Hello food friends! Today I am sharing another blog post written by one of my volunteers, Madeleine Farquhar. The focus is on food safety in the summer. Food safety is always important but it can be trickier in the summer with the warm weather. Keep on reading for essential tips on keeping your food safe and avoiding foodborne illnesses!
When the weather gets warmer, one of the things that I look forward to the most is eating al fresco and having summer barbeques. However, as much fun as it is to eat outdoors, there are some precautions that should be taken to make sure that food is safe to eat. Many of our favourite summer foods such as burgers, potato salad and melons require a little extra care to keep everyone safe and healthy.
The Danger Zone
The first thing that most people think about when it comes to food safety is meat. It is important to keep meat cold all year round, but in the summertime, this can be a little more difficult due to increasing outdoor temperatures. The “danger zone” – 4C to 60C – is a range of temperatures that facilitates growth of microorganisms that can cause foodborne illness.1 When you first purchase meat products, make sure to get them into the fridge or freezer right away. If you can, bring a cooler bag to the grocery store – cars can heat up to some high temperatures in the summer, which can accelerate bacterial growth. Remember to store meats at the bottom of the cooler bag – this will ensure that if the meat happens to drip, none of the juices will contaminate your other foods.1
The danger zone doesn’t just apply to raw foods – it is important to keep cooked foods out of the heat as well. A good general rule is to keep hot foods hot and cold foods cold. If you are going to be leaving some dishes out in the heat, remember to be aware of how long they have been outside. Keep perishable foods out no longer than two hours, and no longer than one hour in hot weather.2 Perishable foods include raw meat, deli meat, cut produce, dairy products, and salads (i.e., potato salad, pasta salad, etc.).2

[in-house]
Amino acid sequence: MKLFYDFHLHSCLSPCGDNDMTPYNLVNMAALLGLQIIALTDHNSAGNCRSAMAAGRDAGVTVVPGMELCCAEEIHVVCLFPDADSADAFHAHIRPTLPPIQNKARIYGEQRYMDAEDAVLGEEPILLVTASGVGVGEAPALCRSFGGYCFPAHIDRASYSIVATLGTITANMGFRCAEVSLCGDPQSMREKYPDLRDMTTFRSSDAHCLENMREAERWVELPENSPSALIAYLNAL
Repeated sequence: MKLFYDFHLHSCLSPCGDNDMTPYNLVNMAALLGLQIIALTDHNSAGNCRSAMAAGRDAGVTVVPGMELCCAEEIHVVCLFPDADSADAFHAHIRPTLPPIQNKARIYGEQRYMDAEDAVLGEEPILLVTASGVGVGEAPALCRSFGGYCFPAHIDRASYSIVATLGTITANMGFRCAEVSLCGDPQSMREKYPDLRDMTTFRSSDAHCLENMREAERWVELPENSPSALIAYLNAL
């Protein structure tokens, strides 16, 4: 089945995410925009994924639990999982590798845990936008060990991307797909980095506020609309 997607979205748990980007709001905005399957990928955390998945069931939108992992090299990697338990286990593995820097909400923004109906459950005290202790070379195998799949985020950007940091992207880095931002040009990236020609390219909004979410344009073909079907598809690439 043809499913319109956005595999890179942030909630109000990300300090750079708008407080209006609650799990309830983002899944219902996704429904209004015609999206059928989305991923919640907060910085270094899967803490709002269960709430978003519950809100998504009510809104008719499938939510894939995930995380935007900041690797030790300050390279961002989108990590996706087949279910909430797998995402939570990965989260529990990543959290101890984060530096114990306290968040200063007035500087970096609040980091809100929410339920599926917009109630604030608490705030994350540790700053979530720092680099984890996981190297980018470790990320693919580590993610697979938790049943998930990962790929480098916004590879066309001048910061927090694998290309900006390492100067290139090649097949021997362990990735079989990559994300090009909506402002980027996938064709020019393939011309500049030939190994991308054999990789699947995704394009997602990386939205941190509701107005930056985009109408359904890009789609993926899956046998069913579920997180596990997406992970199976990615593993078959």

Another way to stay food safe in the summer is to make sure that foods are cleaned and prepared properly. Remember to wash fruit and veggies before you chop them – this includes melons! Even though we don’t usually eat the rind of a watermelon or cantaloupe, washing the outside prevents any contaminants that might be on the surface of the melon from getting inside when the knife cuts through.3
(FODMAP note: watermelons are high FODMAP, but cantaloupe and honeydew melons are low at 1/2 cup)
It is also important to make sure that bacteria from one food don’t cross contaminate another food. You can prevent this by thoroughly cleaning knives and cutting boards between foods, and making sure that plates that held raw meat aren’t reused for cooked meat. Also, it is always a good idea to wash your hands after preparing food (especially raw meat!) and before eating.
Having people over for a summer barbeque can be stressful, but if you remember these simple tips, you can have fun and ensure that food is safe and healthy to eat too!
- Government of Canada. (2013, January 7). Summer food safety tips. Retrieved from https://www.canada.ca/en/health-canada/services/seasonal-food-safety/summer-food-safety-tips.html
- S. Department of Health & Human Services. (n.d.). Summer and Vacations. Retrieved from https://www.foodsafety.gov/keep/events/summervacations/index.html
- Eat Right Ontario. (2017, July 13). Vegetable and Fruit Food Safety Facts. Retrieved from https://www.eatrightontario.ca/en/Articles/Food-safety/Vegetable-and-Fruit-Food-Safety-Facts.aspx
About the Guest Author
Madeleine Farquhar is a third-year Applied Human Nutrition Student at the University of Guelph. She especially enjoys learning about the impact nutrition can have on a person’s overall health and wellbeing. After she graduates, she hopes to share her passion for health and wellness with others while working in the healthcare field.